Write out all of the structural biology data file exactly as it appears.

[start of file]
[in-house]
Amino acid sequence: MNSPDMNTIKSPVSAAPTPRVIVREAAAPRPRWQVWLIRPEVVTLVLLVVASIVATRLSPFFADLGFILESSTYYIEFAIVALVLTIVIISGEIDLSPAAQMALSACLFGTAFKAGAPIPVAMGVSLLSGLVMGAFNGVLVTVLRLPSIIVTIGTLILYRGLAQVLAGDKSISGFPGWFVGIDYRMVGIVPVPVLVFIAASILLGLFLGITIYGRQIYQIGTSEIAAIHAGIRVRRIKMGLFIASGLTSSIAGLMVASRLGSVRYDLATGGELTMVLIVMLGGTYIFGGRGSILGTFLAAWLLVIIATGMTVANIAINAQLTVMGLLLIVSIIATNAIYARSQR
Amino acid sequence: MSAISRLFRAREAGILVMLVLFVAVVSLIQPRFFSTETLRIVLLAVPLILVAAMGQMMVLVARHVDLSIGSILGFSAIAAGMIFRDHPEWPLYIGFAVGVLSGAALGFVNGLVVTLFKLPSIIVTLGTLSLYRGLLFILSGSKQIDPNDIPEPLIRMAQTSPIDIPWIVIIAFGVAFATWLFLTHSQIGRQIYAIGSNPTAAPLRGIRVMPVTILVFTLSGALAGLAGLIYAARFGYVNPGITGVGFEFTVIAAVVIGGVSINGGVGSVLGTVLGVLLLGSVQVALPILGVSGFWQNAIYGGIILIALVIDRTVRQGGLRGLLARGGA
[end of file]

[in-house]
Amino acid sequence: MNSPDMNTIKSPVSAAPTPRVIVREAAAPRPRWQVWLIRPEVVTLVLLVVASIVATRLSPFFADLGFILESSTYYIEFAIVALVLTIVIISGEIDLSPAAQMALSACLFGTAFKAGAPIPVAMGVSLLSGLVMGAFNGVLVTVLRLPSIIVTIGTLILYRGLAQVLAGDKSISGFPGWFVGIDYRMVGIVPVPVLVFIAASILLGLFLGITIYGRQIYQIGTSEIAAIHAGIRVRRIKMGLFIASGLTSSIAGLMVASRLGSVRYDLATGGELTMVLIVMLGGTYIFGGRGSILGTFLAAWLLVIIATGMTVANIAINAQLTVMGLLLIVSIIATNAIYARSQR
Amino acid sequence: MSAISRLFRAREAGILVMLVLFVAVVSLIQPRFFSTETLRIVLLAVPLILVAAMGQMMVLVARHVDLSIGSILGFSAIAAGMIFRDHPEWPLYIGFAVGVLSGAALGFVNGLVVTLFKLPSIIVTLGTLSLYRGLLFILSGSKQIDPNDIPEPLIRMAQTSPIDIPWIVIIAFGVAFATWLFLTHSQIGRQIYAIGSNPTAAPLRGIRVMPVTILVFTLSGALAGLAGLIYAARFGYVNPGITGVGFEFTVIAAVVIGGVSINGGVGSVLGTVLGVLLLGSVQVALPILGVSGFWQNAIYGGIILIALVIDRTVRQGGLRGLLARGGA